Shall Shawnee annex Tecumseh and become the fourth city of Oklahoma? That was the crux of the proposition brought to Shawnee on February 25, 1925, by a representative body of citizens of Tecumseh. They asked for a conference with the citizens of Shawnee. The avowed purpose of the union of the two cities was to forever decide the county seat question. Also, to afford a more economical administration of affairs of the county and to make a strong and more influential city.

MERGER PLAN PROPOSED

Shall Shawnee annex Tecumseh and become the fourth city of Oklahoma? That was the crux of the proposition brought to Shawnee on February 25, 1925, by a representative body of citizens of Tecumseh. They asked for a conference with the citizens of Shawnee. The avowed purpose of the union of the two cities was to forever decide the county seat question. Also, to afford a more economical administration of affairs of the county and to make a strong and more influential city.

Dick Richards, commissioner of the first district, pledged himself in the meeting not to vote for the expenditure of one dollar toward the building of a new courthouse until the two cities were united into one. Arthur W. Goar, commissioner of the second district, said that he came in good faith and promised that “no courthouse would be built until this matter was settled.”

The keynote was struck by Goar at the very outset. He had just come from the men’s meeting at the tabernacle and said he could do no better than to use the text of the preacher, “Let us reason together.”

He urged that the two towns be brought together to the end that they could then work on unity on all matters of public interest. He heartily endorsed the suggestion that Tecumseh become a ward of Shawnee. This would increase the valuation largely and operating the two cities at a very definite saving of the cost of one.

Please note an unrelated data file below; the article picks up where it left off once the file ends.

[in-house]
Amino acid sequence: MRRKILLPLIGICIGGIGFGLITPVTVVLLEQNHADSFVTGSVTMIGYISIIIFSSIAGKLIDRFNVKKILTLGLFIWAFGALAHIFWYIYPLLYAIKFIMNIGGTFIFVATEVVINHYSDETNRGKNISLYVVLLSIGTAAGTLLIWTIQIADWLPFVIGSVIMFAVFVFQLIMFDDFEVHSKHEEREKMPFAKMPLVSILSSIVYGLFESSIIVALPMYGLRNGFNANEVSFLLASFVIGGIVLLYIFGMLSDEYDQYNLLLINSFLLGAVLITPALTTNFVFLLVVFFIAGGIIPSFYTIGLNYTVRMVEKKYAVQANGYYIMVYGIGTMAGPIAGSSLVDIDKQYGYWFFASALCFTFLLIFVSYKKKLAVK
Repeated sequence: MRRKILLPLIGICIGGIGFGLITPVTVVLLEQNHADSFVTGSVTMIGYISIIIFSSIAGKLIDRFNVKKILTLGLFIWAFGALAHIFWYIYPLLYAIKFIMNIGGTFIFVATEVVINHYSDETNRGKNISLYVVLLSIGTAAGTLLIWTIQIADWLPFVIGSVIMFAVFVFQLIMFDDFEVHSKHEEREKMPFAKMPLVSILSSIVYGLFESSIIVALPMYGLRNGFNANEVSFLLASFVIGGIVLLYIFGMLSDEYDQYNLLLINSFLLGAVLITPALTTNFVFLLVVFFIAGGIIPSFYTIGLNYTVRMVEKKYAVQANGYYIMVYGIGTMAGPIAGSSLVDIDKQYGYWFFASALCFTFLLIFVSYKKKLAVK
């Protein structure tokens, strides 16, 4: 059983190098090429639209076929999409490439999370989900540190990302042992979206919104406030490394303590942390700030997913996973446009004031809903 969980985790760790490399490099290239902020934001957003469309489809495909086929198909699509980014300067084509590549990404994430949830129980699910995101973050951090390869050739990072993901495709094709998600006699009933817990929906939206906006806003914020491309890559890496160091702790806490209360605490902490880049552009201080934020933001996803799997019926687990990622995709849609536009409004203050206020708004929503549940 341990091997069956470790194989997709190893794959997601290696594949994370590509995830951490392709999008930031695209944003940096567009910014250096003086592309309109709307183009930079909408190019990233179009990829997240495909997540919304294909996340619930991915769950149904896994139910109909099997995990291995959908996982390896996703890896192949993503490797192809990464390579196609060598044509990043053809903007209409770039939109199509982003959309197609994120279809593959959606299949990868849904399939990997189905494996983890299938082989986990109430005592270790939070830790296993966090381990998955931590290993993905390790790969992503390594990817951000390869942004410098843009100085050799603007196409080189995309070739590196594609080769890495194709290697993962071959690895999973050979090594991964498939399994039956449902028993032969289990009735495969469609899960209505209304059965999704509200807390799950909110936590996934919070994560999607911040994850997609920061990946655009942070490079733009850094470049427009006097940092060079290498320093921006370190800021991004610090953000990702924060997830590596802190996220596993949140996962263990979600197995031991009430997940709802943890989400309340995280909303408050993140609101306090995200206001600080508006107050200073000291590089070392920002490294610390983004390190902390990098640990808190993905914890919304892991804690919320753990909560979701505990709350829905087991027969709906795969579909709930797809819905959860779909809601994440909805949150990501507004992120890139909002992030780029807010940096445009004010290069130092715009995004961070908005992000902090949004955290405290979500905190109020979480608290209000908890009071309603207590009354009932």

Clyde G. Pitman said that he could appreciate the benefits to Tecumseh by consummation on this movement. He thought that Shawnee would be equally benefited by the increase in values, population and prestige. S.P. Larch, chairman of the Tecumseh delegation, felt that the good of the county should be considered and that not only should the courthouse be considered, but the need of a system of improved highways be thought of in this connection.

Mayor Charlie Hawk of Shawnee admitted that he had not given the matter any thought, but he would see where a union of the two cities would ultimately lead to the building up of the county and that through this and that, all future dissension as to the location of the courthouse be eliminated. J. Lloyd Ford said he appreciated the disposition of Tecumseh in the matter and agreed that the courthouse and improved roads were both needed. He was totally in favor of building a new courthouse.

Roscoe C. Arrington said the question was as old as the welfare of the two cities. As a resident of Tecumseh, when the first county seat contest was staged, he took an active part. After he came to Shawnee, he saw the matter throughout again and in both cases Shawnee lost. He was in favor of building at once, pointing to the fact that there is no fireproof vault today and that its destruction by fire would complicate matters of business relating to records for the next 25 years and be of incalculable damage.

“With the present spirit,” he said, “these two cities can be built together. Later the superior court can be abandoned, and this county be made one judicial district, thus effecting a savings of more than $12,000 to the county. Other branch officers now maintained in Shawnee could also be abolished and effect a savings. I can see no legal barrier to the annexation of Tecumseh.”